# Thread: Finding a sufficient statistic

1. ## Finding a sufficient statistic

Let $\displaystyle f(x|\alpha)=\frac{\Gamma(2\alpha)}{\Gamma(\alpha)^ 2}[x(1-x)]^{\alpha -1}$

Then the joint pdf= $\displaystyle \prod\limits_{i=1}^n f(x|\alpha)$
= $\displaystyle (\frac{\Gamma(2\alpha)}{\Gamma(\alpha)^2})^n \prod\limits_{i=1}^n[x_i(1-x_i)]^{\alpha -1}$

by factorization theorem, $\displaystyle g(t,\alpha)h(x)$
$\displaystyle t=\prod\limits_{i=1}^n[x_i(1-x_i)]$
$\displaystyle g(t,\alpha)=(\frac{\Gamma(2\alpha)}{\Gamma(\alpha) ^2})^n t^{\alpha -1}$
$\displaystyle h(x)=1$

Can I conclude that $\displaystyle T(X)=\prod\limits_{i=1}^n[X_i(1-X_i)]$ is a sufficient statistic?

2. I assume 0<x<1 and that this is a beta distribution with $\displaystyle \alpha =\beta$
I don't think I've seen this question in regards to the beta, but this seems true.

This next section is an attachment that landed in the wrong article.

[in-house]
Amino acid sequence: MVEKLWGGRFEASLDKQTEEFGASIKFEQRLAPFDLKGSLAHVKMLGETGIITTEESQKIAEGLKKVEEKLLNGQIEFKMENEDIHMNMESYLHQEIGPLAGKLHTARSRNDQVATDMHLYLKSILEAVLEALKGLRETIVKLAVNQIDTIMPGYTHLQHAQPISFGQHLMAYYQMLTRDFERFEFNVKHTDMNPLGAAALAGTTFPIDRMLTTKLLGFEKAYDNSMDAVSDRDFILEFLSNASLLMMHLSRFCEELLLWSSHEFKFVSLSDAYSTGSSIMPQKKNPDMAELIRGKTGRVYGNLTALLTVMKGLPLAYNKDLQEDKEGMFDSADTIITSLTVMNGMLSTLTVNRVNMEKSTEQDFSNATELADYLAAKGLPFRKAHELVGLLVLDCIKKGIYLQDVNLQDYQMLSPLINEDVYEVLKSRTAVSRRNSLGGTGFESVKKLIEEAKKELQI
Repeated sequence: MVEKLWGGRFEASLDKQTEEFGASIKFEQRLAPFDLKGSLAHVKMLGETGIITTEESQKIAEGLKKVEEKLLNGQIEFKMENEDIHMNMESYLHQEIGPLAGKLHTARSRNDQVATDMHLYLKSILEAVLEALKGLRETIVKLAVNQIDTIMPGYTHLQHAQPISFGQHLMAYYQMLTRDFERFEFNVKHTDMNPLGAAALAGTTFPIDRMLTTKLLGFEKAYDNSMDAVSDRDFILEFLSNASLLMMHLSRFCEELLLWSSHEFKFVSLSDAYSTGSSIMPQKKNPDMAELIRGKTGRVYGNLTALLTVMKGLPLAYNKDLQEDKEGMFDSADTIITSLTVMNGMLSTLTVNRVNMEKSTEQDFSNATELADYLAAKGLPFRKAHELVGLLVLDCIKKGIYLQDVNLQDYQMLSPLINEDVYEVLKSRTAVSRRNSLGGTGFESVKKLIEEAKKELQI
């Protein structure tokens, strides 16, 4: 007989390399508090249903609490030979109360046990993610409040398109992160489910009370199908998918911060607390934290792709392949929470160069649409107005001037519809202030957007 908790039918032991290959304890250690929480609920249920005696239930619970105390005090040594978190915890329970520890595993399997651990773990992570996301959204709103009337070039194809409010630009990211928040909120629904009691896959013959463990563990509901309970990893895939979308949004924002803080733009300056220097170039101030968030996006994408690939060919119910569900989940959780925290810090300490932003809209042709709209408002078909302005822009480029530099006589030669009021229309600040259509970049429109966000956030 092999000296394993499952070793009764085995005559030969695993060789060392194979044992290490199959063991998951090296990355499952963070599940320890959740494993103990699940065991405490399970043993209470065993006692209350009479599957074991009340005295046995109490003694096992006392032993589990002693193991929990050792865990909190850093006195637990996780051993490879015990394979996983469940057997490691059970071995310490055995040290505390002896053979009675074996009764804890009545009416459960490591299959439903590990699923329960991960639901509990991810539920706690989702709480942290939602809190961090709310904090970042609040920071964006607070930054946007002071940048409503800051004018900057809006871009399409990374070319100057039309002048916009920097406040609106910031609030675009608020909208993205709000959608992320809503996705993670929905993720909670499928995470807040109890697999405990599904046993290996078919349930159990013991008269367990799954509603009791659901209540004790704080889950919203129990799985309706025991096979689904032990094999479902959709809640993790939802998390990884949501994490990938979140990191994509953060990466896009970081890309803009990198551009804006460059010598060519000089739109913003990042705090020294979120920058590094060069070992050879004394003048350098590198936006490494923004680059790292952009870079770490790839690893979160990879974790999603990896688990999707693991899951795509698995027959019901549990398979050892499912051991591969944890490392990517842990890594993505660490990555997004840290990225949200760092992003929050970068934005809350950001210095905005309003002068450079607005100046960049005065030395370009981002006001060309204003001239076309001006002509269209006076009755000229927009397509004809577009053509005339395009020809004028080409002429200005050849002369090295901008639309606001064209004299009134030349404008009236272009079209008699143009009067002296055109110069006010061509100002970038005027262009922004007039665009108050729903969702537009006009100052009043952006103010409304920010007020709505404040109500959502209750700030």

that matches up with 9 from http://www.ds.unifi.it/VL/VL_EN/point/point6.html

3. Originally Posted by matheagle
I assume 0<x<1 and that this is a beta distribution with $\displaystyle \alpha =\beta$
I don't think I've seen this question in regards to the beta, but this seems true.

that matches up with 9 from Sufficient, Complete and Ancillary Statistics
Thanks just to clarify a bit more, so if $\displaystyle \alpha$ in this case is increased, the distribution will go to normal symmetrical shape. Am I right? thoguh I guess the center is not 0.